In the chart below MASIE shows 2016 Mid-June Arctic ice extent drew near to average and close to 2015, then dropped lower before again converging on average by the end. With SII back on line, it is reporting similar extents during June (as it has in the past), though it appears to start underestimating again. (SII and MASIE comparison is here.)
This year and last had the same average extents until May when a gap opened up associated with the Beaufort gyre high winds breaking up and moving ice to create 150 k km2 open water in that sea. The difference in Beaufort Sea had reduced to ~45 k below average, but the gap has reopened the last 2 days to ~125 k.
Looking into the details, some marginal seas are melting earlier than last year, while the central, enduring ice pack is relatively unaffected. In fact, a large difference between 2016 and 2015 comes from the losses from maximums in a single place: Sea of Okhotsk. To date 1303k km2 of ice was lost this year vs. 753k km2 lost in 2015 in that sea at the same date.
Despite greater losses in Okhotsk, 2016 ice extent in June is fairly ordinary with slight differences across the regions. At the present pace of declining ice extents, 2016 is running three days ahead of the ten-year average, and six days ahead of 2015.
As the chart below shows, the seas most down from average this year are Beaufort, Kara, Barents, and Greenland Sea. Meanwhile higher extents are showing in Chukchi, East Siberian, Laptev, and Hudson Bay, resulting in 2016 below average.
Comparing the Arctic ice extents with their maximums shows the melting is occurring mostly in the marginal seas, now including Kara Sea as expected in June.
|2016182||NH Max Loss||% Loss Sea Max||% Total Loss|
It is clear from the above that the bulk of ice losses are coming from Okhotsk, Barents and Bering Seas (95+% melted),along with Kara Sea and Baffin Bay-St. Lawrence (60+% melted). All of them are marginal seas that will go down close to zero by September. Note: Some seas are not at max on the NH max day. Thus, totals from adding losses will vary from NH daily total.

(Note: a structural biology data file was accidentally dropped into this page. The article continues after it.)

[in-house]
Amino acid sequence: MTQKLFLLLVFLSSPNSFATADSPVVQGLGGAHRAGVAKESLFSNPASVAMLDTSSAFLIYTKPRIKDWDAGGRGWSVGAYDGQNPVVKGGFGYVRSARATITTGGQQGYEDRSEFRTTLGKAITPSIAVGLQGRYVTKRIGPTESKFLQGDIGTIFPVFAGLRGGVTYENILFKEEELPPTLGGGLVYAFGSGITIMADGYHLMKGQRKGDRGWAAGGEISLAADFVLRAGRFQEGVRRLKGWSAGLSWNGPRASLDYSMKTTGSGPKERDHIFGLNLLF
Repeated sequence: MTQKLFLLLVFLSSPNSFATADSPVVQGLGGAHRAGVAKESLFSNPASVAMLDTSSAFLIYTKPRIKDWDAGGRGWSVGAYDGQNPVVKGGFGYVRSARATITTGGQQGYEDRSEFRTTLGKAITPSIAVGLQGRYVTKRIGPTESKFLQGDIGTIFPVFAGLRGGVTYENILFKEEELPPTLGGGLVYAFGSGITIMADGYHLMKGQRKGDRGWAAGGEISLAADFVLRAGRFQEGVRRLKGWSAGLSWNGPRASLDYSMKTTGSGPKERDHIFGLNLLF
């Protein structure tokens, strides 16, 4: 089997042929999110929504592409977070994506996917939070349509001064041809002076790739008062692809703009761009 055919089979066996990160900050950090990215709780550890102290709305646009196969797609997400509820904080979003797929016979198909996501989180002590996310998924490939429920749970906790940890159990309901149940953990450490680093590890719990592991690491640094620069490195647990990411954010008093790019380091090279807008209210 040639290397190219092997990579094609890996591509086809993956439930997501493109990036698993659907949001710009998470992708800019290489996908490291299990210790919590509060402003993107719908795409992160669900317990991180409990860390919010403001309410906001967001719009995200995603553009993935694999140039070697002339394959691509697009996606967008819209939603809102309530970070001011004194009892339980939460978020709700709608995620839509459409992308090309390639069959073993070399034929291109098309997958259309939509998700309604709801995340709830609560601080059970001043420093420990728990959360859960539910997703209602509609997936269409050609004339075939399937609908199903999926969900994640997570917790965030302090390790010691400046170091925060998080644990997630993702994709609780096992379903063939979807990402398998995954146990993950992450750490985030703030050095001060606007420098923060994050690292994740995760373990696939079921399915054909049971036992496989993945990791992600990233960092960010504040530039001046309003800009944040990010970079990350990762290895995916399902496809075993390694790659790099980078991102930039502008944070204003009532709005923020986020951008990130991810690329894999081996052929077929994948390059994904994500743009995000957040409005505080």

CPC shows the Arctic Oscillation waffling between positive and negative values, recently positive and forecasted to near neutral. Generally, positive AO signifies lower pressures over Arctic ice, with more cloud, lower insolation and less melting. The outlook at this point is mixed.
September Minimum Outlook
Historically, where will ice be remaining when Arctic melting stops? Over the last 10 years, on average MASIE shows the annual minimum occurring about day 260. Of course in a given year, the daily minimum varies slightly a few days +/- from that.
For comparison, here are sea ice extents reported from 2007, 2012, 2014 and 2015 for day 260:
|Central Arctic Sea||2.67||2.64||2.98||2.93|
|Greenland & CAA||0.56||0.41||0.55||0.46|
|Bits & Pieces||0.32||0.04||0.22||0.15|
Notes: Extents are in M km2. BCE region includes Beaufort, Chukchi and Eastern Siberian seas. Greenland Sea (not the ice sheet). Canadian Arctic Archipelago (CAA). Locations of the Bits and Pieces vary.
As the table shows, low NH minimums come mainly from ice losses in Central Arctic and BCE. The great 2012 cyclone hit both in order to set the recent record. The recovery since 2012 shows in 2014, with some dropoff last year, mostly in BCE.
We are well into the melt season, and the resulting minimum will depend upon the vagaries of weather between now and September. Early on, 2016 was slightly higher than 2015 in March, lower in May and now closing the gap. Note: 2016 melt season is starting without the Blob, with El Nino over, and a cold blob in the North Atlantic. The AO has been hovering around neutral, now possibly indicating cloud cover reducing the pace of melting.
Meanwhile we can watch and appreciate the beauty of the changing ice conditions.
Footnote: Regarding the colder than normal water in the North Atlantic
A 2016 article for EOS is entitled Atlantic Sea Ice Could Grow in the Next Decade
Changing ocean circulation in the North Atlantic could lead to winter sea ice coverage remaining steady and even growing in select regions.
The researchers analyzed simulations from the Community Earth System Model, modeling both atmosphere and ocean circulation. They found that decadal-scale trends in Arctic winter sea ice extent are largely explained by changes in ocean circulation rather than by large-scale external factors like anthropogenic warming.
From the Abstract of Yeager et al.
We present evidence that the extreme negative trends in Arctic winter sea-ice extent in the late 1990s were a predictable consequence of the preceding decade of persistent positive winter North Atlantic Oscillation (NAO) conditions and associated spin-up of the thermohaline circulation (THC). Initialized forecasts made with the Community Earth System Model decadal prediction system indicate that relatively low rates of North Atlantic Deep Water formation in recent years will result in a continuation of a THC spin-down that began more than a decade ago. Consequently, projected 10-year trends in winter Arctic winter sea-ice extent seem likely to be much more positive than has recently been observed, with the possibility of actual decadal growth in Atlantic sea-ice in the near future.